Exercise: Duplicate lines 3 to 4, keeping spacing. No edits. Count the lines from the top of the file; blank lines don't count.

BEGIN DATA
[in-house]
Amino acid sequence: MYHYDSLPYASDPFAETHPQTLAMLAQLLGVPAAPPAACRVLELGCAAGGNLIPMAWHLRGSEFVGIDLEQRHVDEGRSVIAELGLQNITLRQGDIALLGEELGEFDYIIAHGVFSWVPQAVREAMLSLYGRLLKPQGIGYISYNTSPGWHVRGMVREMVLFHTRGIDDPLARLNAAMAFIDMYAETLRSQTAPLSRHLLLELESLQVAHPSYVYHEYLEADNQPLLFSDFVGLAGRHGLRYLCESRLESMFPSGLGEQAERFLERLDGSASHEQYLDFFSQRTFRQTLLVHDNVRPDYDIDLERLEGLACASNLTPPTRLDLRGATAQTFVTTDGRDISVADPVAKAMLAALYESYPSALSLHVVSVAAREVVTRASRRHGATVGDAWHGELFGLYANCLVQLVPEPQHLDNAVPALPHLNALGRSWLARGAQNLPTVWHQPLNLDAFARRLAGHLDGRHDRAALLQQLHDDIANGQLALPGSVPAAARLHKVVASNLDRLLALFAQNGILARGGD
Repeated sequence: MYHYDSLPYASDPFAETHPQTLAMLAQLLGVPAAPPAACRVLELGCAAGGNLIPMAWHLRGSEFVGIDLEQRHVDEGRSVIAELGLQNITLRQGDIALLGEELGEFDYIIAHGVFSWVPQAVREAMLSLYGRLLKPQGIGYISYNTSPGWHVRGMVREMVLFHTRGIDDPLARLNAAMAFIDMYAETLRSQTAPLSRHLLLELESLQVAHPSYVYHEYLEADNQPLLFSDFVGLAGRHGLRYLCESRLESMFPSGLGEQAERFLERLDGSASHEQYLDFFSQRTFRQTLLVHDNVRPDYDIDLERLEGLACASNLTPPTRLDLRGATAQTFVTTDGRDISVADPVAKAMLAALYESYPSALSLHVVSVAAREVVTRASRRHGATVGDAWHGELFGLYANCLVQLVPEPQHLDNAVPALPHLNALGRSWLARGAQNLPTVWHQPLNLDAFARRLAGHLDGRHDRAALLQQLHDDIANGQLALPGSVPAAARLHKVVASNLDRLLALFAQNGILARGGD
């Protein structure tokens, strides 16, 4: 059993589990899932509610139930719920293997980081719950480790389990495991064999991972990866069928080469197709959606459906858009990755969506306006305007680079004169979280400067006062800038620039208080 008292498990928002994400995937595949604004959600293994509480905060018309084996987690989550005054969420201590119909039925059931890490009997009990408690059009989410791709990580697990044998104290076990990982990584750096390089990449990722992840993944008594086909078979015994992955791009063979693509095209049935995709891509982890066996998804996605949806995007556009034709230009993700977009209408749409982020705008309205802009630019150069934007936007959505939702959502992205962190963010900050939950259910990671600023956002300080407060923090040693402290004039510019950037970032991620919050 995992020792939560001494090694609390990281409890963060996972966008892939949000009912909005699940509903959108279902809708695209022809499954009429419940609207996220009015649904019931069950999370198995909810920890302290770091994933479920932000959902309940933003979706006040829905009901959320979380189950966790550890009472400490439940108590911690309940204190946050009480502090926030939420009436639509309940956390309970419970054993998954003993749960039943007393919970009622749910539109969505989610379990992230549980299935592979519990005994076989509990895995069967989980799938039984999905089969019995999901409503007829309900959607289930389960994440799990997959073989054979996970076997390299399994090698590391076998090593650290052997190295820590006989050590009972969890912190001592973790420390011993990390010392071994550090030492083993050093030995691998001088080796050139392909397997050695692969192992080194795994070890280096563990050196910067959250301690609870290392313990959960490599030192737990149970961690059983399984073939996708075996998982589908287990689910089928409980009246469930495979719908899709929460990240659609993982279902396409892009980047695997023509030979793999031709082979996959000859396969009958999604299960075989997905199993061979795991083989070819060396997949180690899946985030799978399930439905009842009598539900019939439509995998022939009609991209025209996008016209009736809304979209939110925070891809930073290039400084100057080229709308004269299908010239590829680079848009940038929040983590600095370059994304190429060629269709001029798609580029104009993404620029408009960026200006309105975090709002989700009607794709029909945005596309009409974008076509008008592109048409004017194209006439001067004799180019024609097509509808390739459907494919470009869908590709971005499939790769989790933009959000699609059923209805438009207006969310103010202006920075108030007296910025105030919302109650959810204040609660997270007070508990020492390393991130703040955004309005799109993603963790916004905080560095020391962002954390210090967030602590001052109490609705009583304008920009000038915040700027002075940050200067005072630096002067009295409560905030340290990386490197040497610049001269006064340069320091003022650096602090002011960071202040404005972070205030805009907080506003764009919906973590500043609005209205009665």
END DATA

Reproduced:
Repeated sequence: MYHYDSLPYASDPFAETHPQTLAMLAQLLGVPAAPPAACRVLELGCAAGGNLIPMAWHLRGSEFVGIDLEQRHVDEGRSVIAELGLQNITLRQGDIALLGEELGEFDYIIAHGVFSWVPQAVREAMLSLYGRLLKPQGIGYISYNTSPGWHVRGMVREMVLFHTRGIDDPLARLNAAMAFIDMYAETLRSQTAPLSRHLLLELESLQVAHPSYVYHEYLEADNQPLLFSDFVGLAGRHGLRYLCESRLESMFPSGLGEQAERFLERLDGSASHEQYLDFFSQRTFRQTLLVHDNVRPDYDIDLERLEGLACASNLTPPTRLDLRGATAQTFVTTDGRDISVADPVAKAMLAALYESYPSALSLHVVSVAAREVVTRASRRHGATVGDAWHGELFGLYANCLVQLVPEPQHLDNAVPALPHLNALGRSWLARGAQNLPTVWHQPLNLDAFARRLAGHLDGRHDRAALLQQLHDDIANGQLALPGSVPAAARLHKVVASNLDRLLALFAQNGILARGGD
């Protein structure tokens, strides 16, 4: 059993589990899932509610139930719920293997980081719950480790389990495991064999991972990866069928080469197709959606459906858009990755969506306006305007680079004169979280400067006062800038620039208080 008292498990928002994400995937595949604004959600293994509480905060018309084996987690989550005054969420201590119909039925059931890490009997009990408690059009989410791709990580697990044998104290076990990982990584750096390089990449990722992840993944008594086909078979015994992955791009063979693509095209049935995709891509982890066996998804996605949806995007556009034709230009993700977009209408749409982020705008309205802009630019150069934007936007959505939702959502992205962190963010900050939950259910990671600023956002300080407060923090040693402290004039510019950037970032991620919050 995992020792939560001494090694609390990281409890963060996972966008892939949000009912909005699940509903959108279902809708695209022809499954009429419940609207996220009015649904019931069950999370198995909810920890302290770091994933479920932000959902309940933003979706006040829905009901959320979380189950966790550890009472400490439940108590911690309940204190946050009480502090926030939420009436639509309940956390309970419970054993998954003993749960039943007393919970009622749910539109969505989610379990992230549980299935592979519990005994076989509990895995069967989980799938039984999905089969019995999901409503007829309900959607289930389960994440799990997959073989054979996970076997390299399994090698590391076998090593650290052997190295820590006989050590009972969890912190001592973790420390011993990390010392071994550090030492083993050093030995691998001088080796050139392909397997050695692969192992080194795994070890280096563990050196910067959250301690609870290392313990959960490599030192737990149970961690059983399984073939996708075996998982589908287990689910089928409980009246469930495979719908899709929460990240659609993982279902396409892009980047695997023509030979793999031709082979996959000859396969009958999604299960075989997905199993061979795991083989070819060396997949180690899946985030799978399930439905009842009598539900019939439509995998022939009609991209025209996008016209009736809304979209939110925070891809930073290039400084100057080229709308004269299908010239590829680079848009940038929040983590600095370059994304190429060629269709001029798609580029104009993404620029408009960026200006309105975090709002989700009607794709029909945005596309009409974008076509008008592109048409004017194209006439001067004799180019024609097509509808390739459907494919470009869908590709971005499939790769989790933009959000699609059923209805438009207006969310103010202006920075108030007296910025105030919302109650959810204040609660997270007070508990020492390393991130703040955004309005799109993603963790916004905080560095020391962002954390210090967030602590001052109490609705009583304008920009000038915040700027002075940050200067005072630096002067009295409560905030340290990386490197040497610049001269006064340069320091003022650096602090002011960071202040404005972070205030805009907080506003764009919906973590500043609005209205009665």